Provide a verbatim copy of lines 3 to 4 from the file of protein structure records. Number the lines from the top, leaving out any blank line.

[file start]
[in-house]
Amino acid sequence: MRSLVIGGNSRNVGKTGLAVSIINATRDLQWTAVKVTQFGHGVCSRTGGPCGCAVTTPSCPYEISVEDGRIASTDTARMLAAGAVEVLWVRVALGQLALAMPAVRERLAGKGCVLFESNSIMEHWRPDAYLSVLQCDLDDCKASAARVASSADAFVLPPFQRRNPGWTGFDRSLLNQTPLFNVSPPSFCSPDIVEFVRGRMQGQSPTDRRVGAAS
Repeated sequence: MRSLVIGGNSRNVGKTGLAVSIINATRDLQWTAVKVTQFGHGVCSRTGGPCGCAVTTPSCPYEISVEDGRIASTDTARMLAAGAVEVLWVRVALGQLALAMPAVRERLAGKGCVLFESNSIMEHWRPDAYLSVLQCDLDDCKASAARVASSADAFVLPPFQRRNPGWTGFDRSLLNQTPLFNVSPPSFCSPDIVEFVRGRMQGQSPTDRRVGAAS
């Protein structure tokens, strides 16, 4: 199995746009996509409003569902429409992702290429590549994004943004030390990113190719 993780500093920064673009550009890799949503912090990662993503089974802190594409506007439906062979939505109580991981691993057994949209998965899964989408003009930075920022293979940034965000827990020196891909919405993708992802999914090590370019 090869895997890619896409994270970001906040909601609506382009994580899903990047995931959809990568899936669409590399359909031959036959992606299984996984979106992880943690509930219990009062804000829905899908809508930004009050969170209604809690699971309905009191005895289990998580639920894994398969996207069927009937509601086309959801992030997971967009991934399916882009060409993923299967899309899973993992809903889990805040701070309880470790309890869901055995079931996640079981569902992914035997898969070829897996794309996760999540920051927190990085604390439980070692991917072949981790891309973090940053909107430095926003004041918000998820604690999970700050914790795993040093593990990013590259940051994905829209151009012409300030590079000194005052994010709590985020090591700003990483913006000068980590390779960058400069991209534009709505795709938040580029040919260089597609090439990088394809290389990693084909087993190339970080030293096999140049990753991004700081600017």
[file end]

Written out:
Repeated sequence: MRSLVIGGNSRNVGKTGLAVSIINATRDLQWTAVKVTQFGHGVCSRTGGPCGCAVTTPSCPYEISVEDGRIASTDTARMLAAGAVEVLWVRVALGQLALAMPAVRERLAGKGCVLFESNSIMEHWRPDAYLSVLQCDLDDCKASAARVASSADAFVLPPFQRRNPGWTGFDRSLLNQTPLFNVSPPSFCSPDIVEFVRGRMQGQSPTDRRVGAAS
């Protein structure tokens, strides 16, 4: 199995746009996509409003569902429409992702290429590549994004943004030390990113190719 993780500093920064673009550009890799949503912090990662993503089974802190594409506007439906062979939505109580991981691993057994949209998965899964989408003009930075920022293979940034965000827990020196891909919405993708992802999914090590370019 090869895997890619896409994270970001906040909601609506382009994580899903990047995931959809990568899936669409590399359909031959036959992606299984996984979106992880943690509930219990009062804000829905899908809508930004009050969170209604809690699971309905009191005895289990998580639920894994398969996207069927009937509601086309959801992030997971967009991934399916882009060409993923299967899309899973993992809903889990805040701070309880470790309890869901055995079931996640079981569902992914035997898969070829897996794309996760999540920051927190990085604390439980070692991917072949981790891309973090940053909107430095926003004041918000998820604690999970700050914790795993040093593990990013590259940051994905829209151009012409300030590079000194005052994010709590985020090591700003990483913006000068980590390779960058400069991209534009709505795709938040580029040919260089597609090439990088394809290389990693084909087993190339970080030293096999140049990753991004700081600017």